Inevitably, we anticipate that some law firms will be subject to fines under the General Data Protection Regulation (GDPR). Where may the problems lie? We identify three areas –one for domestic firms, one for international firms, and one for all firms.

Data protection: domestic firms

On the home front, we believe personal injury firms are highly exposed through a combination of handling large volumes of medical records and, in many cases, a degree of complacency. We have already encountered a post-GDPR example of medical records in a file left in a cab, and a case where copies of two clients’ records were mistakenly sent to two other clients jointly instructing the same firm. But this is barely the tip of the iceberg: medical records and reports are routinely copied many times into instructions for counsel and experts, court bundles and file copies, exponentially increasing the risk of data breach. Can you account for what happens to each and every copy when the case is finished? The same principles apply to other areas of work.

Data protection: international firms

Many firms rely on the standard contractual clauses issued by the European Commission for transferring personal data outside the EEA. So far, so good, but when a data breach occurs, can you find a signed, complete copy? We have heard of a scanned copy from a leading law firm’s overseas office which comprised only alternate pages, and the Information Commissioner’s Office (ICO) monetary penalty notice in the Equifax case noted that no signed copy could be found. That case involved a fine on the UK company following a data breach at the US parent company.

Even if you have a signed, complete copy, did your compliance end with the signing of the agreement incorporating the model clauses? In the Equifax case, the ICO found that there were no audits or adequate checks. The data processing agreement failed to provide adequate safeguards and security requirements, and numerous technical breaches were identified.

Data protection: all firms

Many firms trained staff for the introduction of GDPR, but we suspect will fail to ensure that staff are reminded of it on a regular basis and new joiners trained which will be an issue in future regulatory investigations. Inadequate training was a factor in the ICO’s Heathrow Airport fine.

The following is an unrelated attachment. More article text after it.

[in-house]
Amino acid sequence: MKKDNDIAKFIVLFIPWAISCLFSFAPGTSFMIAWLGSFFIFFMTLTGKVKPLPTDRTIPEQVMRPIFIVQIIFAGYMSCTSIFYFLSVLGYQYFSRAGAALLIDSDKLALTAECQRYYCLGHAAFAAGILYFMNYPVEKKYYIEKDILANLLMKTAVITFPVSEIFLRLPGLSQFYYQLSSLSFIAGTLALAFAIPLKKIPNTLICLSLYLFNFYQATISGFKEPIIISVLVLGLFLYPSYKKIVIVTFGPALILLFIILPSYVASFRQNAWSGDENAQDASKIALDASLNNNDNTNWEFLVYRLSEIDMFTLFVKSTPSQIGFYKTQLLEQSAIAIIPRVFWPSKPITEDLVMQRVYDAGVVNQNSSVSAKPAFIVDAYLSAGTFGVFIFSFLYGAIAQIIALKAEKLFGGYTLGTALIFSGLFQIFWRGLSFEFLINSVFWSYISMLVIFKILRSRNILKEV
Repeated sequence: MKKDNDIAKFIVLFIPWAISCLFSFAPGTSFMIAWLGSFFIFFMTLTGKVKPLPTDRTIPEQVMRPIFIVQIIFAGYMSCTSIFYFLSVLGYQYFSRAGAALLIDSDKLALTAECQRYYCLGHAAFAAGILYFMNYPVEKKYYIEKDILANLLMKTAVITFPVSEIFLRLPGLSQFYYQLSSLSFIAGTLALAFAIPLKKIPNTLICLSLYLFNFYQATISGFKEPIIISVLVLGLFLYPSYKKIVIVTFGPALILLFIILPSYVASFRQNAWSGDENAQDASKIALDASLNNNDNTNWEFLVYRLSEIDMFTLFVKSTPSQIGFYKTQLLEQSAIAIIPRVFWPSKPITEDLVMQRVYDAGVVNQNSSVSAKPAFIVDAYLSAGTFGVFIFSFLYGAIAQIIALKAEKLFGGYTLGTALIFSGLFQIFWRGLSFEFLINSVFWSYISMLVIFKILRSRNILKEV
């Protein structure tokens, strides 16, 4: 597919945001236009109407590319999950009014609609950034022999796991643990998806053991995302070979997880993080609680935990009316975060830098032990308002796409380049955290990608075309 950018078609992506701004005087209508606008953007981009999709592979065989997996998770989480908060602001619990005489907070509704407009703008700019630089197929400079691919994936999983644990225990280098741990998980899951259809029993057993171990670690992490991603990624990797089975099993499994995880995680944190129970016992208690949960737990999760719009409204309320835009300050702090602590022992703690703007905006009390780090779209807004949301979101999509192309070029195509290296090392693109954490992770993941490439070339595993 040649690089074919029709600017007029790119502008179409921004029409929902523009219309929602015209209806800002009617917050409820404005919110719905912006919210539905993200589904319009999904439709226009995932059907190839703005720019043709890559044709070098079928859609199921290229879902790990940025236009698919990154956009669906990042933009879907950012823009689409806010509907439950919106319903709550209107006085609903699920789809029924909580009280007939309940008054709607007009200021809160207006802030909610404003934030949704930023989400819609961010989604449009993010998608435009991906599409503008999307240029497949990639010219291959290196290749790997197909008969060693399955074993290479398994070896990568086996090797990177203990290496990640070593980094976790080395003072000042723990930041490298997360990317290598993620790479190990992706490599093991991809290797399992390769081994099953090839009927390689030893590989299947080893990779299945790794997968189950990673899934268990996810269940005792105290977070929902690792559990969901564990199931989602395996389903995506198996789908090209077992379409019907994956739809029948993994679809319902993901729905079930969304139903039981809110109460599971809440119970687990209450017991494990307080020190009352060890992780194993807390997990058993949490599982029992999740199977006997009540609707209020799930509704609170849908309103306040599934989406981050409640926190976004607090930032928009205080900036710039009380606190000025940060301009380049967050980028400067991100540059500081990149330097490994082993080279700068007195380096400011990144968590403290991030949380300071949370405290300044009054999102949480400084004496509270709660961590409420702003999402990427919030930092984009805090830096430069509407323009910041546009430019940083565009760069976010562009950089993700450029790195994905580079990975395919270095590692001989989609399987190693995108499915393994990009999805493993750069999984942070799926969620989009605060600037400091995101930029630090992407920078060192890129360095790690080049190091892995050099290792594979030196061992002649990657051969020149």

A link to the Equifax and Heathrow monetary penalty notices can be found with a large collection of other resources on data protection and GDPR on

Data subject access requests are increasingly being used as a tactic in litigation, including partnership disputes and employment. It may be possible, in appropriate cases, to resist the request on the basis of legal professional privilege but it is critical to examine the basis on which privilege is claimed, particularly having regard to the Court of Appeal decision in Three Rivers District Council and others v The Governor and Company of the Bank of England (Three Rivers No 5) [2003] EWCA Civ 474). We are frequently instructed to advise on complex privilege issues in relation to data protection and anti-money laundering.

GDPR: Brexit and the EU Withdrawal Agreement (even if it is in fact agreed) give rise to a host of issues on international data transfers. There is (perhaps unintended) doubt about the status of the UK during the transition period, despite the aim of securing an adequacy status in the longer term. The Information Commissioner’s Office will not be a supervisory authority once the UK leaves the EU. Data Transfer Agreements will need to be reviewed once the basis of the UK’s exit is known, but the position is at present unclear. We have advised several US and international firms on GDPR.

Despite GDPR’s aim at consistency, being a Regulation rather than a Directive, compliance issues in other European countries may tax the minds of compliance teams. We have seen a German court fine on a lawyer for an incomplete privacy notice, and the French supervisory authority, CNIL, has taken the point that if you rely on a third party to obtain consent, that does not relieve you of your obligation to verify that the consent is valid; auditing, by definition, cannot suffice, because it is only a spot check.

‹ Back to Publications